A couple more words I see people mixing up all the time:
Averse and Adverse
While similar in some ways, they are not interchangeable. First, let’s look at averse.
According to Merriam-Webster online:
Etymology: Latin aversus, past participle of avertere
: having an active feeling of repugnance or distaste —usually used with to; averse to strenuous exercise
Ok, so it’s an adjective most of the time, such as in the usage above. This is when you don’t want to do something, like you’re averse to going to work on Monday morning (welcome to my world).
Now, adverse, again from Merriam-Webster online:
Etymology: Middle English, from Anglo-French advers, from Latin adversus, past participle of advertere
Date: 14th century
1 : acting against or in a contrary direction : hostile
2 a : opposed to one’s interests (an adverse verdict) (heard testimony adverse to their position); especially : unfavorable (adverse criticism) b : causing harm : harmful (adverse drug effects)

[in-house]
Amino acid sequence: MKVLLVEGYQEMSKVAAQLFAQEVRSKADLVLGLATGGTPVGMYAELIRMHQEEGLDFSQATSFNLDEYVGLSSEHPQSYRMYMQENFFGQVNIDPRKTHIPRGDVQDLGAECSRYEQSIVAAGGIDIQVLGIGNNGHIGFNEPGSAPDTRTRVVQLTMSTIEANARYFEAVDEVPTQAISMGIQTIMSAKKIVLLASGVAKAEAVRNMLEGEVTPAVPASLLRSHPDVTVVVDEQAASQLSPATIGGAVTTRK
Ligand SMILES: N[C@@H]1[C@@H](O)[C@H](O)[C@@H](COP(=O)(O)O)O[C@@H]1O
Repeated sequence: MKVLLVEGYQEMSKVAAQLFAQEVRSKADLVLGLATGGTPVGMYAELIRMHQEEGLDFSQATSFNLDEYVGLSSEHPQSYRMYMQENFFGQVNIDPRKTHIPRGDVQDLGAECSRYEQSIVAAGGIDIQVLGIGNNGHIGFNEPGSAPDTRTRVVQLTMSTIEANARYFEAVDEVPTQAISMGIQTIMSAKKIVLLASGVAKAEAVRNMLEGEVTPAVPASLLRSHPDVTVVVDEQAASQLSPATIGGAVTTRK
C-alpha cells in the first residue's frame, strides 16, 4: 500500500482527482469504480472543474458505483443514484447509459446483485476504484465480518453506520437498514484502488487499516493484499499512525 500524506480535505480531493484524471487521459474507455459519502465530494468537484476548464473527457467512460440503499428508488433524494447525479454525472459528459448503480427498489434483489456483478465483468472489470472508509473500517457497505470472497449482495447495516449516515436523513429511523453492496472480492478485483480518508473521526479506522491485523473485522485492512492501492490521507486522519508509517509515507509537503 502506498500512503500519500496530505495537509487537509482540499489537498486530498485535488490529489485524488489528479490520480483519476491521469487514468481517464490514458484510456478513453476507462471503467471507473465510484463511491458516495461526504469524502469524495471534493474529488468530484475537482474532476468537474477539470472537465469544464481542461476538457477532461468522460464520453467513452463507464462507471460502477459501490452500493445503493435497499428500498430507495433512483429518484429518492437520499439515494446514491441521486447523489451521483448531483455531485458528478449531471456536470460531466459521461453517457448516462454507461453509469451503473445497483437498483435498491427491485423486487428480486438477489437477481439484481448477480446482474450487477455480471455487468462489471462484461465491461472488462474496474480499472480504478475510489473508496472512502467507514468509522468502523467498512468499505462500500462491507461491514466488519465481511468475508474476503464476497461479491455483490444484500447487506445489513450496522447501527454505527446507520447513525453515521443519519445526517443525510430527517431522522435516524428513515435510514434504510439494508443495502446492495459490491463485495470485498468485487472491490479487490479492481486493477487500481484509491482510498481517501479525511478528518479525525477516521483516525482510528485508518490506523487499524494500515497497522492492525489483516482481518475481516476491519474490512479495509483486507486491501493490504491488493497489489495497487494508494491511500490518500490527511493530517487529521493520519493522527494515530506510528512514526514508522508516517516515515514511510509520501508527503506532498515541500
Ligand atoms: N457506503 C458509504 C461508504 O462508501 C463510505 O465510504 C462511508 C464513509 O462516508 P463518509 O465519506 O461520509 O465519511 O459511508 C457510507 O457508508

3 archaic : opposite in position
Also an adjective, but more in the sense of something outside you being bad for you, working against what you want.
The first is more what you feel about something, the second shows how something affects you (adversely).
Like your girlfriend will probably have an adverse reaction when you tell her you want to break up with her and start seeing her best friend. Good luck with that. Most people are averse to being dumped.